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Posts Tagged ‘Welsh’

Originally published in the Voice of the Valley, April 3, 2007

By Barbara Nilson

Kummer coal/clay bunkers (November 13, 1951 #262106-9022) This coal/clay bunker or storage/ processing facility is believed to have been built in 1944 by the Kummer Coal Company and was later operated by the Johnson Coal Company and Palmer Coking Coal Co., Inc. Its capacity was listed as 150 tons. It was originally built as a coal bunker, but later used for clay. The Kummer mine was unique in that both coal and fire clay were mined. Following mining, slabs of mill end wood were laid on the ground and covered first with coal and then with freshly mined clay. The wood/coal base was set on fire and the clay was burned to rid it of carbon contaminants. The resulting clay was sold to Gladding McBean in Renton for the production of bricks. The Kummer clay beds were founded by Jacob Sants on August 15, 1888, and named for George Kummer, ceramist for the Denny Clay Company. This site is located south of the Green River and west of SR-169 on property now owned by Washington State Parks and Recreation in Section 26-21-6. (Note: King County Assessor photo.) From “When Coal Was King,” April 7, 2009, by Bill Kombol.

Though the clay and coal mining town of Kummer no longer exists, motorists traveling out of Black Diamond today may turn right on to S.E. 352th from the Maple Valley highway and cross the Green River on what the locals still refer to as the “Kummer bridge.”

William Kombol, Palmer Coking Coal Co. explains some of the history, “In addition to their appetite for coal, the growing cities of the Puget Sound also needed deposits of clay, one of the prime ingredients in paving and building bricks. Clay was first discovered in this area near Kummer (an area now occupied by Flaming Geyser State Park) by Jacob Sant in 1888.

The deposit and the town were named for George Kummer, a ceramist and engineer for the Denny Clay Company. In 1905, two local companies joined to form the Denny-Renton Clay & Coal Company which by 1917 was producing 58 million bricks per year. (more…)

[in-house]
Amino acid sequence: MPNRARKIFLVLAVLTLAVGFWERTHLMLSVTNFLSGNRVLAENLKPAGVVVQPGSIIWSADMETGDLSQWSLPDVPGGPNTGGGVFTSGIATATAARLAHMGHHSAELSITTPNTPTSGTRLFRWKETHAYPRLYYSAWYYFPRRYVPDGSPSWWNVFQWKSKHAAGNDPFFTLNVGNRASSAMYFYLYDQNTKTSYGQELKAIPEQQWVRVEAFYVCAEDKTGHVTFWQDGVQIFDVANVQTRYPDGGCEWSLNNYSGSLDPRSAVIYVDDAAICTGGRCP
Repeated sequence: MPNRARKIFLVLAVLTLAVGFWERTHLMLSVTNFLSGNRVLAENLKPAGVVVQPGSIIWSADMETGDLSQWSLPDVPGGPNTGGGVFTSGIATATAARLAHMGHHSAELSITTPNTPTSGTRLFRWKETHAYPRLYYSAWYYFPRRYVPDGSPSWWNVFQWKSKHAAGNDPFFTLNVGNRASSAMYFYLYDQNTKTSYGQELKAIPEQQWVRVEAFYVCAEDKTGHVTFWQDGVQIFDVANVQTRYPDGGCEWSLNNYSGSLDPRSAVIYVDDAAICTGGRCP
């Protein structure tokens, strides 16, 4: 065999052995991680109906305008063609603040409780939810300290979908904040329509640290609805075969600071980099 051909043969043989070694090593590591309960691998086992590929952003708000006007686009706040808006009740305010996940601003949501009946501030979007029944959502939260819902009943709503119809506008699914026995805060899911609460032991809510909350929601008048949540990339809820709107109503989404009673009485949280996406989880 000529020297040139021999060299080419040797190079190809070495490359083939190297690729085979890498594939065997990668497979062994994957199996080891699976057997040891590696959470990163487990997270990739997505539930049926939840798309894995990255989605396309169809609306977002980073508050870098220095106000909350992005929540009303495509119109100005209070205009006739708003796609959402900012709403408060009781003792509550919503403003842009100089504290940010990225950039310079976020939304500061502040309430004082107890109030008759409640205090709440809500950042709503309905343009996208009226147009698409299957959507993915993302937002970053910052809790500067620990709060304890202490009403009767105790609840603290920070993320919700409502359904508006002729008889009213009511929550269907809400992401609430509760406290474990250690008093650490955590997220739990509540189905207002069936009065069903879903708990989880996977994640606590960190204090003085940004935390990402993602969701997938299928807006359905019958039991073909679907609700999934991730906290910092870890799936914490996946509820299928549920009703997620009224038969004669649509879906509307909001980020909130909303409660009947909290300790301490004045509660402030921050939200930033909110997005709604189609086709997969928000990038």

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Originally published in the Pacific Coast Bulletin, March 4, 1926

Editors and publishers of approximately 100 newspapers in the State of Washington were the guests of the Pacific Coast Coal Company at Newcastle and the Briquet Plant, last Saturday. This excursion was the closing feature of the Fourteenth Annual Newspaper Institute of the Washington Press Association.

The picture shows the group ready to board the special train after having made a trip into the Primrose Seam, a mile and a quarter into the heart of the mountain, from whence comes the famous Newcastle coal. (more…)

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5-year project to put life back into Franklin

Originally published in The Seattle Times, February 11, 1994

By Keith Ervin
Seattle Times South bureau

Lindsay Larson leads a group of students through the old cemetery they are cleaning up. Many of the deaths were caused by mining accidents. (Jimi Lott, Seattle Times)

HISTORIC FRANKLIN—Hidden beneath the maples and cottonwoods of the Green River Gorge are secrets unseen by the casual visitor.

Some of those secrets are a little more visible today than they were yesterday, thanks to eighth-graders from Cedar Heights Junior High School in Covington. (more…)

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Originally published in the Enumclaw Courier-Herald, November 13, 1996

By Casey Olson
The Courier-Herald

No video tape in the world could hold the rich history of the Black Diamond community.

There is just too much of it.

But give Bob Eaton and Micki Ryan a lot of credit. The pair is undertaking the mission impossible and attempting to put together the first-ever video history of the history-rich town.

They’ve found the task fascinating and time consuming.